The Alabama House is poised to pass a bill that would raise the minimum for local property taxes from 7 mils to 10 mils. Because this change would rewrite our severely bloated constitution, it requires a statewide vote.
There’s a good chance Alabama voters in June will decide whether to raise the minimum local property tax for public schools from 7 mills to 10 mills, which would force tax increases in 36 of the 131 city or county school districts statewide.
The change would raise a total of $23.2 million for those school districts.
Most counties won’t be affected by the increase, but it could be a boon to underfunded public schools in places like Montgomery and Elmore counties. Predictably, those who would benefit most are already complaining:
Rep. Dick Brewbaker, R-Montgomery, said that’s what would make a statewide vote on the plan so unfair: Most Alabama voters would be unaffected by the 10-mill referendum, so it would be no skin off their noses to vote for it.
“You’re essentially asking people to vote to raise somebody else’s taxes, which is always an easy sell,” said Brewbaker, who voted against the 10-mill plan in March.
He predicted voters in affected counties would resent being forced by others to raise their property taxes. He said that resentment likely would kill future efforts in those counties to raise more than the relatively small tax increases that would occur with the 10-mill plan.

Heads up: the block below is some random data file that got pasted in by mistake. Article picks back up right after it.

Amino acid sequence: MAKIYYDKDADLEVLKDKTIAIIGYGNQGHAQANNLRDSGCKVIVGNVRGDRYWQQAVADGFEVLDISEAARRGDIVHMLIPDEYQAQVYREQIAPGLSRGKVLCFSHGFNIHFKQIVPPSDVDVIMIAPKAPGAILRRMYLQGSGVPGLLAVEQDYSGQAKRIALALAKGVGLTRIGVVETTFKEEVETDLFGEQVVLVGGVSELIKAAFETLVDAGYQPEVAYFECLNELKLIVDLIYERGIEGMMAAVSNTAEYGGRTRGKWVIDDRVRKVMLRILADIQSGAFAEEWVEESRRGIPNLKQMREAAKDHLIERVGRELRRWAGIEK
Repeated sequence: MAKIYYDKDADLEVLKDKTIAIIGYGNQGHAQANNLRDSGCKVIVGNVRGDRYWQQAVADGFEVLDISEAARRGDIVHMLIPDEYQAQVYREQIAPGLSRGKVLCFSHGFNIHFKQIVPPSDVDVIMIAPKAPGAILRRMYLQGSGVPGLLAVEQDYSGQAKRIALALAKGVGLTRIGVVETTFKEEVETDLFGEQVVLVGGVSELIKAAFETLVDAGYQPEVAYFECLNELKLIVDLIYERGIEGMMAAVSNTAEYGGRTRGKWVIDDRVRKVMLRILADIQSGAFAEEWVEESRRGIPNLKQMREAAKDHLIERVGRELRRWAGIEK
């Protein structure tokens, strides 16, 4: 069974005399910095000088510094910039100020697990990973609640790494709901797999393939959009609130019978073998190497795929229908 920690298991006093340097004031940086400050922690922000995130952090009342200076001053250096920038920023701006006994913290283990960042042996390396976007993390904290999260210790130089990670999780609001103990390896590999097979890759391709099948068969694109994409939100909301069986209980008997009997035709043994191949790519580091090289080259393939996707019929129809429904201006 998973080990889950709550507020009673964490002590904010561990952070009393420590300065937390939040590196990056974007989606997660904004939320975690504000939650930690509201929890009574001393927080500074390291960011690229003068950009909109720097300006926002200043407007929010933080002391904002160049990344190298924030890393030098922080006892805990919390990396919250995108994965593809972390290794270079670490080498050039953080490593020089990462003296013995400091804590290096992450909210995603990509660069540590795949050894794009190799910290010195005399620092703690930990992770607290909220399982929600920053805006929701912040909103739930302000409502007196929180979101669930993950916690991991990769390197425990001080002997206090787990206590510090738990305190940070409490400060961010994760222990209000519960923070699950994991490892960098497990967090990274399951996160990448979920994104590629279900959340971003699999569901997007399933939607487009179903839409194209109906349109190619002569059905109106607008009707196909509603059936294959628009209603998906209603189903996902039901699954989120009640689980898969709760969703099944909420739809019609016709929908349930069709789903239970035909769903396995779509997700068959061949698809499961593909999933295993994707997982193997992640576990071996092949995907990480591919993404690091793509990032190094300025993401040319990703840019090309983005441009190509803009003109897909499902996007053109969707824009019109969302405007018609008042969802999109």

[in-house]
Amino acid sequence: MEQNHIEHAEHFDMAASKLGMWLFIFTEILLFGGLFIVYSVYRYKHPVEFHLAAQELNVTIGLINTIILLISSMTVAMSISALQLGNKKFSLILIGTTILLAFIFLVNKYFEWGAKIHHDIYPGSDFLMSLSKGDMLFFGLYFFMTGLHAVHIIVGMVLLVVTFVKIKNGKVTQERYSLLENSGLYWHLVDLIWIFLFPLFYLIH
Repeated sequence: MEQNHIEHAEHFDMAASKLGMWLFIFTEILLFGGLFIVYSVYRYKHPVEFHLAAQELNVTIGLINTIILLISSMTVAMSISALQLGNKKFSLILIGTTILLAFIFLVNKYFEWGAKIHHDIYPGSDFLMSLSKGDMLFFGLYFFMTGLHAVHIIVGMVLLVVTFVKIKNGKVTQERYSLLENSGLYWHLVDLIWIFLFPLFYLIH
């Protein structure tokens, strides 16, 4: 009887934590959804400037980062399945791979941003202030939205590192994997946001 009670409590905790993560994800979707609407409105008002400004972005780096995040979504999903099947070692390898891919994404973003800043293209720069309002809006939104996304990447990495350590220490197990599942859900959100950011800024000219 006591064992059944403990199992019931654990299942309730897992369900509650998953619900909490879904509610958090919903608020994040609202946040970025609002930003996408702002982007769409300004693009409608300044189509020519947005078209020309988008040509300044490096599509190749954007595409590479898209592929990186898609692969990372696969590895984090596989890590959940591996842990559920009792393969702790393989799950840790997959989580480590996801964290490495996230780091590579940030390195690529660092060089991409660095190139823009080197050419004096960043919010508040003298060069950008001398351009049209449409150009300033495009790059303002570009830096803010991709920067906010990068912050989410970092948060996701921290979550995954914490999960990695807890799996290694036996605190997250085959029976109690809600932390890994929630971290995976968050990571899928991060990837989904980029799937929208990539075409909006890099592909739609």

“You’re going to get a very small, forced tax increase out of this 10-mill bill,” Brewbaker said. “But I’m telling you, when you get that, you’re through.”
The 10-mill minimum plan, if it takes effect, would raise property taxes each year by an estimated $7.07 million for Montgomery County schools and $1.84 million for Elmore County schools. They would get more money than any other school districts under the plan.
I’m not sure it’s an easy sell to pass any kind of tax increase in today’s environment, but if we want to remain competitive in the business community, we have to improve our education system. Alabama just recently lost a Toyota plant to Canada, in part because of the perception (and perhaps reality?) that our workers are poorly trained and illiterate.
Anyway, paying an extra $30/year on a $100,000 house seems a small price to pay for better schools. Rep. Brewbaker needs to shut up and do the right thing by his constituents. Better schools mean better jobs.